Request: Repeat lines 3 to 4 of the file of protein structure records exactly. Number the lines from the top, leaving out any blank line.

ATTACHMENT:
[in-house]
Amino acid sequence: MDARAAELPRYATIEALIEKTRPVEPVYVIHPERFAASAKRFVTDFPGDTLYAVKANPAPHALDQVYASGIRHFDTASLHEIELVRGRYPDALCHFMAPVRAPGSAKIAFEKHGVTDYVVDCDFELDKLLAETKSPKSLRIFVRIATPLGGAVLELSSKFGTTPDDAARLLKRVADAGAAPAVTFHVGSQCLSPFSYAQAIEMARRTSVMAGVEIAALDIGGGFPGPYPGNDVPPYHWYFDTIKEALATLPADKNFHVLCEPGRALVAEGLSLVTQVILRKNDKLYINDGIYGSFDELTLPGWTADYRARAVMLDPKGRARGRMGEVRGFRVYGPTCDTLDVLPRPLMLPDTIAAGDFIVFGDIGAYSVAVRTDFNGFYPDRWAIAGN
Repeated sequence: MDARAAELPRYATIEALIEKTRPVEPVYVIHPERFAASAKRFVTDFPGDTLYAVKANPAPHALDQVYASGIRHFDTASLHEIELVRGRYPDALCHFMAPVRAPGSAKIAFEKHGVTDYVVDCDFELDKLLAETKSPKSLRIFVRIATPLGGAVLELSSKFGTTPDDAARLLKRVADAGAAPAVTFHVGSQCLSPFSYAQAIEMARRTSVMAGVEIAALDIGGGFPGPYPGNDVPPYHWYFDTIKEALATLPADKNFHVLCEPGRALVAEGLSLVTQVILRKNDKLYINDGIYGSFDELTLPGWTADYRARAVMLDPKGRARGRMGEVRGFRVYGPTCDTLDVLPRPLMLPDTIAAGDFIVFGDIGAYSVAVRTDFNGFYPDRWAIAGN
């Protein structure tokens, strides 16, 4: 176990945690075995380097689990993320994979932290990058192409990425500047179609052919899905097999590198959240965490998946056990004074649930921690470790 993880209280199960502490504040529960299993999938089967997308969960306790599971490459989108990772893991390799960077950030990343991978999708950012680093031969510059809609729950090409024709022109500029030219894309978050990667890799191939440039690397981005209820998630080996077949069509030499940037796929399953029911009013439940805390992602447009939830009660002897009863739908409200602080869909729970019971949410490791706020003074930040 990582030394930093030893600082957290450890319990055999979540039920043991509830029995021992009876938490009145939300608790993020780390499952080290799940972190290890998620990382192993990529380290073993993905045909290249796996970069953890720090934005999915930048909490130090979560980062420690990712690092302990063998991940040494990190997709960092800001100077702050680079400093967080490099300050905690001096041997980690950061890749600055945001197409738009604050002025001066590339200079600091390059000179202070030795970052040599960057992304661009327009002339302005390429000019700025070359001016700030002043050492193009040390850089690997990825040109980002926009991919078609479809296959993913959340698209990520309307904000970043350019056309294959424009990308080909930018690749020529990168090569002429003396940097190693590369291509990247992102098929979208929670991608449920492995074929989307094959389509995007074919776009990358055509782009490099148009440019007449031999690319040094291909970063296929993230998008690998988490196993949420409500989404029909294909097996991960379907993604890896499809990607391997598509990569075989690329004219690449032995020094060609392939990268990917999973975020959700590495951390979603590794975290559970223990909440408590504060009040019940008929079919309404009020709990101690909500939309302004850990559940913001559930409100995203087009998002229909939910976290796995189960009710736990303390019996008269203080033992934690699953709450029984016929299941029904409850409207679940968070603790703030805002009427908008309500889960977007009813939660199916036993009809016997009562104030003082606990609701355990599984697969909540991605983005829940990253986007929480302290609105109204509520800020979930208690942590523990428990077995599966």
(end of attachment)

Repeated sequence: MDARAAELPRYATIEALIEKTRPVEPVYVIHPERFAASAKRFVTDFPGDTLYAVKANPAPHALDQVYASGIRHFDTASLHEIELVRGRYPDALCHFMAPVRAPGSAKIAFEKHGVTDYVVDCDFELDKLLAETKSPKSLRIFVRIATPLGGAVLELSSKFGTTPDDAARLLKRVADAGAAPAVTFHVGSQCLSPFSYAQAIEMARRTSVMAGVEIAALDIGGGFPGPYPGNDVPPYHWYFDTIKEALATLPADKNFHVLCEPGRALVAEGLSLVTQVILRKNDKLYINDGIYGSFDELTLPGWTADYRARAVMLDPKGRARGRMGEVRGFRVYGPTCDTLDVLPRPLMLPDTIAAGDFIVFGDIGAYSVAVRTDFNGFYPDRWAIAGN
């Protein structure tokens, strides 16, 4: 176990945690075995380097689990993320994979932290990058192409990425500047179609052919899905097999590198959240965490998946056990004074649930921690470790 993880209280199960502490504040529960299993999938089967997308969960306790599971490459989108990772893991390799960077950030990343991978999708950012680093031969510059809609729950090409024709022109500029030219894309978050990667890799191939440039690397981005209820998630080996077949069509030499940037796929399953029911009013439940805390992602447009939830009660002897009863739908409200602080869909729970019971949410490791706020003074930040 990582030394930093030893600082957290450890319990055999979540039920043991509830029995021992009876938490009145939300608790993020780390499952080290799940972190290890998620990382192993990529380290073993993905045909290249796996970069953890720090934005999915930048909490130090979560980062420690990712690092302990063998991940040494990190997709960092800001100077702050680079400093967080490099300050905690001096041997980690950061890749600055945001197409738009604050002025001066590339200079600091390059000179202070030795970052040599960057992304661009327009002339302005390429000019700025070359001016700030002043050492193009040390850089690997990825040109980002926009991919078609479809296959993913959340698209990520309307904000970043350019056309294959424009990308080909930018690749020529990168090569002429003396940097190693590369291509990247992102098929979208929670991608449920492995074929989307094959389509995007074919776009990358055509782009490099148009440019007449031999690319040094291909970063296929993230998008690998988490196993949420409500989404029909294909097996991960379907993604890896499809990607391997598509990569075989690329004219690449032995020094060609392939990268990917999973975020959700590495951390979603590794975290559970223990909440408590504060009040019940008929079919309404009020709990101690909500939309302004850990559940913001559930409100995203087009998002229909939910976290796995189960009710736990303390019996008269203080033992934690699953709450029984016929299941029904409850409207679940968070603790703030805002009427908008309500889960977007009813939660199916036993009809016997009562104030003082606990609701355990599984697969909540991605983005829940990253986007929480302290609105109204509520800020979930208690942590523990428990077995599966």